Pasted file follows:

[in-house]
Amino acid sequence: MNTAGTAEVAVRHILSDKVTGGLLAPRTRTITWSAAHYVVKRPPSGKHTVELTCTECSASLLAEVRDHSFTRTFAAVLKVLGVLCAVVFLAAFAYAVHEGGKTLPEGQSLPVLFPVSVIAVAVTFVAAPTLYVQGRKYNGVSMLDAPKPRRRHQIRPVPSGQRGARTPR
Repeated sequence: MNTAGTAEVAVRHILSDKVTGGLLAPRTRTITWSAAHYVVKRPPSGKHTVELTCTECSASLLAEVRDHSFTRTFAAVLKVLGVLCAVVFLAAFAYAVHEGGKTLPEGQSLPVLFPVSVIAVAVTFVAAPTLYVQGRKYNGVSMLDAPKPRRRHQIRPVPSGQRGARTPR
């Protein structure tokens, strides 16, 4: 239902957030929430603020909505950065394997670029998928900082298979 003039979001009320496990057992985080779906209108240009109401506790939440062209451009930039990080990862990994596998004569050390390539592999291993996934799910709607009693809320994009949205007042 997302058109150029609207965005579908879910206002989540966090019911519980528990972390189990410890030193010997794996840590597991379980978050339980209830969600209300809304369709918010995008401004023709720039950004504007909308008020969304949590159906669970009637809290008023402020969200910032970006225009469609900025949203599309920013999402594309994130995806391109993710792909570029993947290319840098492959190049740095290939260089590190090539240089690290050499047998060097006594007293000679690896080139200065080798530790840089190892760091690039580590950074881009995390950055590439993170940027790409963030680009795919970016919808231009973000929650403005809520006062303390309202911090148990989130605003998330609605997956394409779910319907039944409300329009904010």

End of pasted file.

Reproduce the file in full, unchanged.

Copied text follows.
[in-house]
Amino acid sequence: MNTAGTAEVAVRHILSDKVTGGLLAPRTRTITWSAAHYVVKRPPSGKHTVELTCTECSASLLAEVRDHSFTRTFAAVLKVLGVLCAVVFLAAFAYAVHEGGKTLPEGQSLPVLFPVSVIAVAVTFVAAPTLYVQGRKYNGVSMLDAPKPRRRHQIRPVPSGQRGARTPR
Repeated sequence: MNTAGTAEVAVRHILSDKVTGGLLAPRTRTITWSAAHYVVKRPPSGKHTVELTCTECSASLLAEVRDHSFTRTFAAVLKVLGVLCAVVFLAAFAYAVHEGGKTLPEGQSLPVLFPVSVIAVAVTFVAAPTLYVQGRKYNGVSMLDAPKPRRRHQIRPVPSGQRGARTPR
């Protein structure tokens, strides 16, 4: 239902957030929430603020909505950065394997670029998928900082298979 003039979001009320496990057992985080779906209108240009109401506790939440062209451009930039990080990862990994596998004569050390390539592999291993996934799910709607009693809320994009949205007042 997302058109150029609207965005579908879910206002989540966090019911519980528990972390189990410890030193010997794996840590597991379980978050339980209830969600209300809304369709918010995008401004023709720039950004504007909308008020969304949590159906669970009637809290008023402020969200910032970006225009469609900025949203599309920013999402594309994130995806391109993710792909570029993947290319840098492959190049740095290939260089590190090539240089690290050499047998060097006594007293000679690896080139200065080798530790840089190892760091690039580590950074881009995390950055590439993170940027790409963030680009795919970016919808231009973000929650403005809520006062303390309202911090148990989130605003998330609605997956394409779910319907039944409300329009904010």